Twenty years after it was discovered, the Aje field located in Oil Mining Lease 113 has achieved its first oil, putting Lagos on the list of oil-producing states in the country.
The milestone is coming after several missed targets for the achievement of first oil, the latest being March this year.
Panoro had in an update posted on its website on April 20 said the final hook-up procedures were in progress with a view to bringing the wells into production shortly.
The YFP said after over 25 years of exploratory, appraisal and developmental activities, it had successfully pioneered the opening of the Frontier Benin Embayment, describing the Aje field as the first to record production from this part of Nigeria and the first production outside of the Niger Delta.
It said the inauguration of the Front Puffin Floating Production, Storage and Offloading vessel was successfully completed after its arrival in Nigeria on March 16, 2016.
Oil produced from the Aje field will be stored on the Front Puffin, which has production capacity of 40,000 barrels of oil per day and storage capacity of 750,000 barrels, according to the YFP.
The Chairman, YFP, Mr. Tunde Folawiyo, was quoted in a statement to have said, “The attainment of this milestone is indeed a laudable achievement not just for the YFP, but for the Nigerian oil and gas industry as a whole and indeed Lagos State, which can now be addressed as an oil-producing state.”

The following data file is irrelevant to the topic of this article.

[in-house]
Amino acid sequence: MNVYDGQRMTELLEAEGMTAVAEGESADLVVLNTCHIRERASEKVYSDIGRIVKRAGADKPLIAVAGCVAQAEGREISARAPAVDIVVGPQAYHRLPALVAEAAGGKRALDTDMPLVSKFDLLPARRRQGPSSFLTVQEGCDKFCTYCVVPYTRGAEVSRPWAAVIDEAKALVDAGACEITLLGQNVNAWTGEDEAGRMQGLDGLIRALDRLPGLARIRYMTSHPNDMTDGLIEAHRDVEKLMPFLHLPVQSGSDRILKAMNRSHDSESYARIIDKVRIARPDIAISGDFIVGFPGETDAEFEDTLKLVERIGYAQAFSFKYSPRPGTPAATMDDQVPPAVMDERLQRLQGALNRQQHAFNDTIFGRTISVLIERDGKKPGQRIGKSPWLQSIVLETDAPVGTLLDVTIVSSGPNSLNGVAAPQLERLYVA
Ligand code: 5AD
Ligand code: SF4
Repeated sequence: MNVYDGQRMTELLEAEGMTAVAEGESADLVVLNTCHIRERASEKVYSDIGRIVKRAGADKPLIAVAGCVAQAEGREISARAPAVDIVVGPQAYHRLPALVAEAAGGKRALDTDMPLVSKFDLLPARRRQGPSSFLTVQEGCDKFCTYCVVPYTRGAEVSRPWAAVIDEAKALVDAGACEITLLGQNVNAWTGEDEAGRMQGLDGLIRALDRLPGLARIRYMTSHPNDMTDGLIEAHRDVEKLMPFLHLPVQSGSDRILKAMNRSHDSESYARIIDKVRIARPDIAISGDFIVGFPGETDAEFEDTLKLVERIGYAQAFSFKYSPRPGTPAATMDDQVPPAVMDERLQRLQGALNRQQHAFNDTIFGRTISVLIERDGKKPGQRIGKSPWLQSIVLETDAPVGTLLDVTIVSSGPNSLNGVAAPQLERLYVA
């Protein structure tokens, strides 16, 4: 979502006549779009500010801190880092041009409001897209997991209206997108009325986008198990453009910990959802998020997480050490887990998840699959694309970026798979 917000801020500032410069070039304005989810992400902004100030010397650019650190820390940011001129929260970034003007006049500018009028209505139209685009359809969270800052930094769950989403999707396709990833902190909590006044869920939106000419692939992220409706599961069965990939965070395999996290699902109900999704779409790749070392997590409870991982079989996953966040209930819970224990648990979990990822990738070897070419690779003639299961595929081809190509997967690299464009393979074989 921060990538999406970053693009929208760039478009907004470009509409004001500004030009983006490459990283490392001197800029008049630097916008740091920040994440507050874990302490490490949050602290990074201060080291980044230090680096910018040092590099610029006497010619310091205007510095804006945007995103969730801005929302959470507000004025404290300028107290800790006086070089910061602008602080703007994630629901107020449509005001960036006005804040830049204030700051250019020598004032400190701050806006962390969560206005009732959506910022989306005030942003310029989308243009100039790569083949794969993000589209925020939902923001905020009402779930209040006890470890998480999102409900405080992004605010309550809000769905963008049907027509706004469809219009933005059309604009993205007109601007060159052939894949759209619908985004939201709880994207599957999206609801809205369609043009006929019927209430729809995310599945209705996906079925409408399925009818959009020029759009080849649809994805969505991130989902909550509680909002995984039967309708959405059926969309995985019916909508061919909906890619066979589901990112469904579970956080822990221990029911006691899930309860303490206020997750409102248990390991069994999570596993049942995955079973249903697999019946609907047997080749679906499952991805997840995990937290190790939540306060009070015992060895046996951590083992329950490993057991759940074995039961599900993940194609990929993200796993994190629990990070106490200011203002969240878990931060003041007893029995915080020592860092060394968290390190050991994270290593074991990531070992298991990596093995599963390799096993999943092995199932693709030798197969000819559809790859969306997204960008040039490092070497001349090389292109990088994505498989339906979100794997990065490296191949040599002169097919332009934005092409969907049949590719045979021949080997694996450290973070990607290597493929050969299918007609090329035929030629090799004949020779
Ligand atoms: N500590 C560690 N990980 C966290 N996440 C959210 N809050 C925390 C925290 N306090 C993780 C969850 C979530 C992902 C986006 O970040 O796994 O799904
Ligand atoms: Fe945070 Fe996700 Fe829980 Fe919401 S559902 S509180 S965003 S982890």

He said recording the achievement in the present global oil climate, together with the peculiar challenges of the field, was clearly a no mean feat.
“We are very proud of and appreciate the efforts, determination and commitment of the entire Aje project team, past and present; the constant support from our regulators, the DPR and Ministry of Petroleum; and our financiers. We believe this crucial support will spur us on to even greater achievements,” Folawiyo added.
Aje is an offshore field located in OML 113 in the western part of Nigeria in the Dahomey Basin. The field is situated in water depths ranging from 100 to 1,000 metres and is about 24 kilometres from the coast. It contains hydrocarbon resources in sandstone reservoirs in three main levels – a Turonian gas condensate reservoir, a Cenomanian oil reservoir and an Albian gas condensate reservoir.
The joint venture partners had in October 2014 taken the final investment decision to develop the first phase of the field.
They submitted the Field Development Plan to the Department of Petroleum Resources in January 2014 and it was approved in March, with first oil expected late in 2015.
Yinka Folawiyo Petroleum was granted the Oil Prospecting License 309 in June 1991 as a sole risk contract under the Federal Government’s Indigenous Allocation Programme, which was put in place to encourage the development of a locally-owned and operated Nigerian upstream oil industry.
The company said following the acquisition of 2D seismic data in 1994/95, and the drilling of the Aje-1 well in 1996, the field was discovered, adding that a second well, Aje-2, was drilled in 1997.
After the successful drilling and testing of both wells, OPL 309 was converted to OML 113 in 1998, with an initial term of 20 years, it said on its website.
Removal of Petrol Subsidy: NGF to Dialogue With Labour Unions Over Strike Threat
The Nigeria Governors’ Forum (NGF) under the chairmanship of Dr Kayode Fayemi has said it will meet with the Nigerian Labour Congress (NLC) and the Trade Union Congress(TUC) to discuss the removal of petrol subsidy.
The announcement of the minister of finance, Zainab Ahmed in November, 2021 that fuel subsidy will be removed in 2022 has birthed reactions from citizens and organised labour unions are threatening to embark on strike.